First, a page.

I see the firm knee pats – the elbows – the pursed lips – the raised eyebrows. I see the daggers you shoot at your loved ones with your eyes.

And I have done all of this myself from right up here. I can lead worship and the whole time be thinking – “Sit up you little deviant. Whose child do you think you are? Where do you think you are? How could he forget to behave in church just because his dad is home sick? Sit up! If I have to stop this sermon to get him off the floor . . .”

Thankfully – Mr. Box did not visit DURING worship! This visit happened mid-week.

It is the rare church-parent who would put up with shouting – or tossing tables – or using a whip in church. I mean seriously – A WHIP! If Jesus had been a McFarland son – he probably wouldn’t have been allowed to play with the disciples for at least a month after pulling a stunt like this one!

So what was Jesus up to? Why was Jesus so angry?

It will help us to answer these questions if we take the time to remember the purpose of the Temple. The Temple was a place to worship God. It was a sacred place that represented God’s presence in the world. People came to the Temple to be reconciled with God – and to find forgiveness.

But sadly – the first things people encountered in the Temple were abuse and theft. The sacrificial animals were over-priced. And when I say overpriced – I don’t mean the folks selling these animals were trying to make a small profit to feed their families. Rather – they were committing highway robbery.   The rates weren’t just unfair.   We are talking extortion here.   Think loan shark!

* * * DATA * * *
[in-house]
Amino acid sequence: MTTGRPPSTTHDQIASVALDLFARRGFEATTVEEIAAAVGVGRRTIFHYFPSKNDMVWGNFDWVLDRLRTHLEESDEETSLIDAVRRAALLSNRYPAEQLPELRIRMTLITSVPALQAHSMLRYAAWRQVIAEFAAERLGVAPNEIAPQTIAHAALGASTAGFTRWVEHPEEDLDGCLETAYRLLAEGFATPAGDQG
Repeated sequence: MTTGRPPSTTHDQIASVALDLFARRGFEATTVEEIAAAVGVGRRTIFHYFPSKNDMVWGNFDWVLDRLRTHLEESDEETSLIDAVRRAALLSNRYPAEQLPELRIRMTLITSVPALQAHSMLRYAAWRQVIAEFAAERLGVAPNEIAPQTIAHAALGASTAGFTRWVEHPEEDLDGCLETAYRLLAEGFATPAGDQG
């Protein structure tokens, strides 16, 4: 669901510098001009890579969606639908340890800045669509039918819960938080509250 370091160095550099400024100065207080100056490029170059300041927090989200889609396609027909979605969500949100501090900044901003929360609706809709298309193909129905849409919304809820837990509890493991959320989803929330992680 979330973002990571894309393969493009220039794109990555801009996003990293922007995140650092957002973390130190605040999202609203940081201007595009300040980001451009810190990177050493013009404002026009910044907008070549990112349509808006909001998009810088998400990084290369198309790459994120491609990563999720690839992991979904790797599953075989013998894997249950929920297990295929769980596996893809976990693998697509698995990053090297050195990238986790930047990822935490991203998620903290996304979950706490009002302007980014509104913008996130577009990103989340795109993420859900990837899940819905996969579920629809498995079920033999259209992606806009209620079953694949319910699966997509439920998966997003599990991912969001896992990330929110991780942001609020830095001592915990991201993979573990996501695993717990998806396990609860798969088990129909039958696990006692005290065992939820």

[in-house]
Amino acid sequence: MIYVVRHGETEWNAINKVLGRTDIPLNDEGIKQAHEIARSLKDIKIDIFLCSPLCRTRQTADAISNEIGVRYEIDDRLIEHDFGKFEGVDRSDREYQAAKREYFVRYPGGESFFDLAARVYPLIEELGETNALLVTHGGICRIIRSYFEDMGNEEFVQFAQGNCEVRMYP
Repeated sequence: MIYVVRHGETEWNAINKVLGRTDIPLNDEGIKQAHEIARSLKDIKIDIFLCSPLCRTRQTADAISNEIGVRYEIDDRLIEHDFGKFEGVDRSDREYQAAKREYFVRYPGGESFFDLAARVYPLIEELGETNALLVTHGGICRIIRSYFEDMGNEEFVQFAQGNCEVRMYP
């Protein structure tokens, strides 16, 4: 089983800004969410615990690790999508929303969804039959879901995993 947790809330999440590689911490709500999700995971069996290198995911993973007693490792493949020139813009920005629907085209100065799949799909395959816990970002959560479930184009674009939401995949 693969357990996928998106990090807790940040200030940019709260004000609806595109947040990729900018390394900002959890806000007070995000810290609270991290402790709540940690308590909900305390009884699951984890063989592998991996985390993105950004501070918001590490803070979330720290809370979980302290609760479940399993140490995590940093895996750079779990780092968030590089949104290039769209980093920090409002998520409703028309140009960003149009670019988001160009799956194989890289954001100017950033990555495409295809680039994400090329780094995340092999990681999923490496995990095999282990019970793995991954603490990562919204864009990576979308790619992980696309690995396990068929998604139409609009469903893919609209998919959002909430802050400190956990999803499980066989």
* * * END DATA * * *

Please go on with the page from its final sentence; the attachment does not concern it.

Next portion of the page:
Faithful people were being cheated and abused in God’s name.   That’s why Jesus was so angry.

Imagine if – we charged you $500 to have your sins forgiven and another $200 for communion. You would be outraged too.

Jesus’ anger isn’t quite so surprising now.

Yes – Jesus was angry. His blood was boiling. He was cracking a whip and shouting as he drove the money changers from the Temple.   But – Jesus had every right to be angry. God’s House and God’s people were being abused. Jesus’ anger is what we call – righteous anger or outrage.

It is important for us to note that Jesus used his anger to help people.   Jesus used his anger to seek justice.   Jesus used his outrage to point out what was wrong and to bring about a positive change in the world.

Outrage can be a good thing sometimes. Anger can make the world a better place if channeled.   Think about how honest outrage at injustice can be channeled to make our world a better – more loving – more merciful place.

Think about the powerful changes brought about by Mothers Against Drunk Driving. Since their founding over 30 years ago they have used their outrage and anger to change laws and save lives. Alcohol-related traffic fatalities have dropped dramatically. And, most folks in our society no longer think drunk driving is acceptable.

Think of the outrage that helped end abusive – cruel child labor practices in our own country.

Think of the outrage that finally brought segregation to an end in our own nation.

Think of the voices that were raised to declare women should have the right to vote.

Anger isn’t always wrong or bad. Sometimes anger is appropriate. Sometimes outrage makes sense.

When we witness injustice – we have been called by God to work toward ending it.

Working against injustice is an important way in which we can serve as witnesses to our Christian faith in this world. Together we can make the world a more loving – gracious – and merciful place. Amen.